What is Xamarin?
Xamarin is a cross-platform developing framework enabling C# developers to develop native applications for Windows Phone, iOS, and Android. It is important to realize straight from the start that Xamarin will not spare you the burden of learning platform specific workflows.
The developing environment will be configured based on the targeted platforms, and you can choose from three setups: Windows, Mac, and Windows and Mac.
Note: There are ways to get around this, please check Xamarin Live Player(beta) and Gorilla Player
As illustrated above, we can see that for maximum platform coverage we will need to choose
Windows with Mac configuration, pairing the two computers together and then using the Mac as a build machine for iOS projects. This will not be possible if the version of Visual Studio is not compatible with the version of the Mac OS. For example Visual Studio 2017 needs Mac OS High Sierra to work properly, otherwise, an error message will appear. In case of Android and Windows projects, the compilation will take place locally.
At compilation time the C# code will be transformed into native code, resulting in a compilation for each platform, unlike Windows Universal Applications where you compile once and run on multiple Windows 10 devices. So, if we plan to develop for all three platforms, we will have three projects containing platform-specific code.
You must be wondering by now, why use Xamarin and why not use an application container of some sort? Well, by using application containers developers cannot take full advantage of all the features that the operating system has to offer and here is where Xamarin comes into play helping developers to share non-platform specific code to all platforms, saving time and money.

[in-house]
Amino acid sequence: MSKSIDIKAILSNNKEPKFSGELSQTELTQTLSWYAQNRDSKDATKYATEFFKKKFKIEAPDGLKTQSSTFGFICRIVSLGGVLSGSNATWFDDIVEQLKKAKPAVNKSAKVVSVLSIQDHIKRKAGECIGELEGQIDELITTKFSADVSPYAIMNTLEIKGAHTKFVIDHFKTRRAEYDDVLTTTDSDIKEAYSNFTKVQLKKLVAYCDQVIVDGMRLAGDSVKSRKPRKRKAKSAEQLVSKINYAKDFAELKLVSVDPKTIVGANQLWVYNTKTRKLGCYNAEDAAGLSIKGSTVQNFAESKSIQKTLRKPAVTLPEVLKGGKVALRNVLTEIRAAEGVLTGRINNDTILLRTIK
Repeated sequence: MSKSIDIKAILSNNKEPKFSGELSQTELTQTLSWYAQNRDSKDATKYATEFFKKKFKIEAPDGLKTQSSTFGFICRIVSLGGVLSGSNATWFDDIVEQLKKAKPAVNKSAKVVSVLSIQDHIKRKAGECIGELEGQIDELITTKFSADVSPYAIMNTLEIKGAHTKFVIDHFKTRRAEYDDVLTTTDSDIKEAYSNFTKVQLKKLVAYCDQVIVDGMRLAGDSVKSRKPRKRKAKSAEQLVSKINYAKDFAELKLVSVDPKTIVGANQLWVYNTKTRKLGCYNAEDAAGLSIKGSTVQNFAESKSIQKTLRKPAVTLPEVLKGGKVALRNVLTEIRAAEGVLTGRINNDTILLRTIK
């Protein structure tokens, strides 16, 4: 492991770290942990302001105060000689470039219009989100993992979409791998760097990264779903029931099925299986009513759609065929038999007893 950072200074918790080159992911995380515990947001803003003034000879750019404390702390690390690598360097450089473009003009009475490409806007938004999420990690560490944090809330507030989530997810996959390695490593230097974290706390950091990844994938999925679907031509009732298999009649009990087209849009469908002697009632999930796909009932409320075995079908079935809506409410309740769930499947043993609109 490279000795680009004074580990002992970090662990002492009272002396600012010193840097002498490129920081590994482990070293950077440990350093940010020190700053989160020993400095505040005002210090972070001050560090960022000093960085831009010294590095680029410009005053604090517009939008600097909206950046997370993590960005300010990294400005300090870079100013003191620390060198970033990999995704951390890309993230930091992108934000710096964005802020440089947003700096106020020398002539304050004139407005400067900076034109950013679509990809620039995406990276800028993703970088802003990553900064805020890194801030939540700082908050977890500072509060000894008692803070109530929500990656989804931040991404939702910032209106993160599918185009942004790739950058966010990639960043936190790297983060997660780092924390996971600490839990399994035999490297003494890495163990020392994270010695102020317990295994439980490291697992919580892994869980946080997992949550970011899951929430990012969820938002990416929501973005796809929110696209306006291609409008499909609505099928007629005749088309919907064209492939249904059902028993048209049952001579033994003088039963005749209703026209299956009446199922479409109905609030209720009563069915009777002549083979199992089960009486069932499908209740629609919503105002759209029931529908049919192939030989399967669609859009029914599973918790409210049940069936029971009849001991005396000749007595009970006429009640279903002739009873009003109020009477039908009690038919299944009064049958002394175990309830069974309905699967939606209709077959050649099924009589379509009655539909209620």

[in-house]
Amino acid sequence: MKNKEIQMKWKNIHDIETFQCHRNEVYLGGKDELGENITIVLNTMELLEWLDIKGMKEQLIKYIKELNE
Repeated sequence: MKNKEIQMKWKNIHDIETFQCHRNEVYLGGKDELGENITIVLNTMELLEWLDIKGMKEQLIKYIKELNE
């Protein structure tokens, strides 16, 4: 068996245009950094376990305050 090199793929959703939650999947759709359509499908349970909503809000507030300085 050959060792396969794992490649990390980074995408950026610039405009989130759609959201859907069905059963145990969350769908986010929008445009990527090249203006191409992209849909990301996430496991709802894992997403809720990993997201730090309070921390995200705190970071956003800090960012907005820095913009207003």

The code can be organized depending on its purpose into Shared Projects, Portable Class Library, and .NET Standard Library. As we can see below each solution can have its advantages and disadvantages.
- Compiler directives.
No output DLL.
Portable Class Library
- Output DLL.
- No compiler directive.
Small subset of the .NET Framework
.NET Standard Library
- Output DLL.
Larger subset of the .NET Framework
- No compiler directive.
From an architectural point of view, the code sharing will not work if you do not use layers while building the application. In the below figure we can see a representation of such an architecture.
Note: Shared code must not contain reflection, iOS does not support it.
- Data Layer – contains specific code for working with the data storage.
- Data Access Layer – wrapper around the Data Layer that is used to retrieve data from the data storage without exposing implementation details to the caller
- Service Access Layer – used to retrieve data from the data services.
- Business Layer – contains business logic specific for that type of application. (Layer can contain also platform specific code, separated by compiler directives if organized in a Shared Project)
- Application Layer – contains platform specific code defining UI components behaviors and more
- UI Layer – contains platform specific code defining UI components
To facilitate building those layers, design patterns can be used. Below are some examples of such patterns: